Many social factors directly or indirectly shape opinions and influence an individual’s decision to participate in physical activity. These factors change throughout an individual’s life. For example, some children start playing sport because it is fun; others may join a sporting group because their older brother or sister plays that sport. A new sporting complex may open nearby and provide a chance to try a new sport. Coaching clinics might inspire some people to give a sport a go. Teachers can provide both positive and negative sporting experiences. At school, peers can change adolescents’ attitudes about a sport that was previously enjoyed. Even students who are talented at a particular sport may quit it because a sporting career is not realistic or because of the social expectations of their gender. Work commitments, financial costs and equipment costs—such factors can have a negative effect on sports participation. Peter Figueroa, a sociologist, developed a framework to analyse racism within society, particularly to look at how equity and access to society’s resources are affected by a person’s race. This framework can also be applied to other aspects of sociology, including equity and access in sport. Figueroa’s framework explored equity and access through five levels in society: 1. cultural level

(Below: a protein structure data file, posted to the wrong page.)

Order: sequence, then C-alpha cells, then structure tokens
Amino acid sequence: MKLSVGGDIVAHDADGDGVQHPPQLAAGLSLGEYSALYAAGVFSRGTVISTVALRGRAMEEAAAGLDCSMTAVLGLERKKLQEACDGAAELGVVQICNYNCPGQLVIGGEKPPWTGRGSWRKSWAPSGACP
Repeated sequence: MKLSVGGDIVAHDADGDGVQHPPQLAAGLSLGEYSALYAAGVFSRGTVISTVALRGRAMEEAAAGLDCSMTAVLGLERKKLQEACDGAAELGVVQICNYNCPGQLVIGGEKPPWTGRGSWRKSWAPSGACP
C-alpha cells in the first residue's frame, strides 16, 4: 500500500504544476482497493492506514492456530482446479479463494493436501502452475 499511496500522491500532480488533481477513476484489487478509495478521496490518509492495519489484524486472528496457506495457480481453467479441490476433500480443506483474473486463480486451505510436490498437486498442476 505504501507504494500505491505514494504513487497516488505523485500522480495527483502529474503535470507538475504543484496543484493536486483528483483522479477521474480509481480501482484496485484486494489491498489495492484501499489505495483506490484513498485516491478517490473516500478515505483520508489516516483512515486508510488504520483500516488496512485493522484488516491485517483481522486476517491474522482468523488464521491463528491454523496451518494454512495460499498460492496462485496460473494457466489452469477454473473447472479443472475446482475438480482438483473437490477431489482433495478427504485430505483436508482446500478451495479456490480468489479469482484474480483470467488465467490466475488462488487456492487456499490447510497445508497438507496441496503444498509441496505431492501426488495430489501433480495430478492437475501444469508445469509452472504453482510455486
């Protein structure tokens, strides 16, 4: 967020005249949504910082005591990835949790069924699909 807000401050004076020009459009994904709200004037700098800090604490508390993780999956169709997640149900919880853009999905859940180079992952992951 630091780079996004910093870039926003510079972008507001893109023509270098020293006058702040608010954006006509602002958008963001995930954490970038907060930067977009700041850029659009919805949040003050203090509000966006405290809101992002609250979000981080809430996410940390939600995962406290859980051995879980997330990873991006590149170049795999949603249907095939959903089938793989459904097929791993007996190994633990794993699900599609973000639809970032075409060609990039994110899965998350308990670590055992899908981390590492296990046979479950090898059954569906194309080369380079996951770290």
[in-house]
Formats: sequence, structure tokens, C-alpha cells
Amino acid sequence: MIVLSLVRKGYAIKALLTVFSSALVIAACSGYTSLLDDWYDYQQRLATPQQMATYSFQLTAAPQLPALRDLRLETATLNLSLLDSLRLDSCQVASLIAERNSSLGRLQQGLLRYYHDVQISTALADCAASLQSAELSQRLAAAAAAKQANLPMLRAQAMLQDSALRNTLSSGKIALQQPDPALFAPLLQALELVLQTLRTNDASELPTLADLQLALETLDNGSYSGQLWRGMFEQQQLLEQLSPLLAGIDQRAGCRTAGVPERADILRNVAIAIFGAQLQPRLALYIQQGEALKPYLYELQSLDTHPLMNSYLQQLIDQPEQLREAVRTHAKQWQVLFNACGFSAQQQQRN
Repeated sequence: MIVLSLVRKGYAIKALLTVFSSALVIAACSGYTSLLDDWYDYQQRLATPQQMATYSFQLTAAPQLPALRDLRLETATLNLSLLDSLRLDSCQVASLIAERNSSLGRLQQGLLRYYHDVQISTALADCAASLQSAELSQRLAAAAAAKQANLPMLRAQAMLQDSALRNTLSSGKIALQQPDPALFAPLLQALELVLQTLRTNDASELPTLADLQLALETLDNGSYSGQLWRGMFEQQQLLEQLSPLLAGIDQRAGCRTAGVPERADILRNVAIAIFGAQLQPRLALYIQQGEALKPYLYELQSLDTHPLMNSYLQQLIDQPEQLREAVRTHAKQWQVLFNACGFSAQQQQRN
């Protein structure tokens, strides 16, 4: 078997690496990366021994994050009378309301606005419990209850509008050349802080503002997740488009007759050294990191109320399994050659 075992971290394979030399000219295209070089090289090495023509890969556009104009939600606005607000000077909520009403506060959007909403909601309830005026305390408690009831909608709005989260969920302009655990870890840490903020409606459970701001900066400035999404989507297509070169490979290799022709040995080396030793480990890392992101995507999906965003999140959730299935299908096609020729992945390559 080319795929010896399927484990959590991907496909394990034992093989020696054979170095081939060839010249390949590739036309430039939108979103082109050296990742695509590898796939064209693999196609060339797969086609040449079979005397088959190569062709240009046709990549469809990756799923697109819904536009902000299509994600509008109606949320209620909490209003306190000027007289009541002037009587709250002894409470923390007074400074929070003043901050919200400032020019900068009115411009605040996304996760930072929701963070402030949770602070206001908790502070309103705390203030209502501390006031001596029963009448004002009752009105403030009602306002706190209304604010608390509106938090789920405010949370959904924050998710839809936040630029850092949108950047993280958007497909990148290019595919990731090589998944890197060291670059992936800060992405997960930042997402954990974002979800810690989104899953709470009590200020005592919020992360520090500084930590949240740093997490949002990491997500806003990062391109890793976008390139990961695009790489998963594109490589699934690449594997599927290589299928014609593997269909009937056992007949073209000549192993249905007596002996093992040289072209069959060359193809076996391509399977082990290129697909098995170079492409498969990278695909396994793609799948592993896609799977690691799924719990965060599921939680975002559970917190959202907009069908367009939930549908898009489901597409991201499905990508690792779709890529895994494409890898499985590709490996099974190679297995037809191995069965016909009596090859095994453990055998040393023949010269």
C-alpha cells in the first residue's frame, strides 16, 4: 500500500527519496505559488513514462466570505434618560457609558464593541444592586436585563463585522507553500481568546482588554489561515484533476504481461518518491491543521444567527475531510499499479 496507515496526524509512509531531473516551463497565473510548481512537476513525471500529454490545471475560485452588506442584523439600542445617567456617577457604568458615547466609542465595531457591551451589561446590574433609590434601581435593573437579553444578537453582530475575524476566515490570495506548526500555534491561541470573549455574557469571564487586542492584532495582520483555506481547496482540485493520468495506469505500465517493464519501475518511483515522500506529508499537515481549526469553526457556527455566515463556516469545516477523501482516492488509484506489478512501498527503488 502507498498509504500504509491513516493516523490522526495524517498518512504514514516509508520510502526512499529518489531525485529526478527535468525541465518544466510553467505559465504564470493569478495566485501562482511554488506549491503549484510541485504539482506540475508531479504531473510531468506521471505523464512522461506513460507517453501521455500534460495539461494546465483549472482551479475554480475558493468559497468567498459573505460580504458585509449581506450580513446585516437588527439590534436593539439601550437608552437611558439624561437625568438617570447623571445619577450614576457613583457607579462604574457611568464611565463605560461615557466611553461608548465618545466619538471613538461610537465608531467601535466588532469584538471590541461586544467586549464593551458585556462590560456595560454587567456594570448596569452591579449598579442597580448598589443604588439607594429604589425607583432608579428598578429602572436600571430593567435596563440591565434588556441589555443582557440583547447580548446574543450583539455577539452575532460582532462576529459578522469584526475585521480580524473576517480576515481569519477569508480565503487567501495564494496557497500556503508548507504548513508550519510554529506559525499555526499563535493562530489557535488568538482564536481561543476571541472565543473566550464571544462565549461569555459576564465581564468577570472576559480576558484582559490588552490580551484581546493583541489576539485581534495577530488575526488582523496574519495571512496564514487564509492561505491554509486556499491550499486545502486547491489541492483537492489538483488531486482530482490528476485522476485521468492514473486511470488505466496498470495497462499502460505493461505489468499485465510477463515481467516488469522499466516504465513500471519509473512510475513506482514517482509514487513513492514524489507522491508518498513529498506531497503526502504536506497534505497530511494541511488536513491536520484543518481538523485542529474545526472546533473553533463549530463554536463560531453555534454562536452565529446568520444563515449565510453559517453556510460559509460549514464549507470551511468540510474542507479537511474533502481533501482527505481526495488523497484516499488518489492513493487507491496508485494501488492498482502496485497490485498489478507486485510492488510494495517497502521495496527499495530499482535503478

2. structural level
3. institutional level
4. interpersonal level
5. individual level.
The levels look at all aspects of society, beginning with the ‘big picture’ of society and working down to the individual. The Cultural Level
The cultural level of Figueroa’s framework includes a society’s values, beliefs and attitudes, which are the product of factors that include the social group’s history, culture and ethnic background. Society’s values, beliefs and attitudes shape and influence equity in and access to sport, for example, consider the cultural attitudes to masculinity, femininity and sport. Traditionally, sport has been seen as a...
Please join StudyMode to read the full document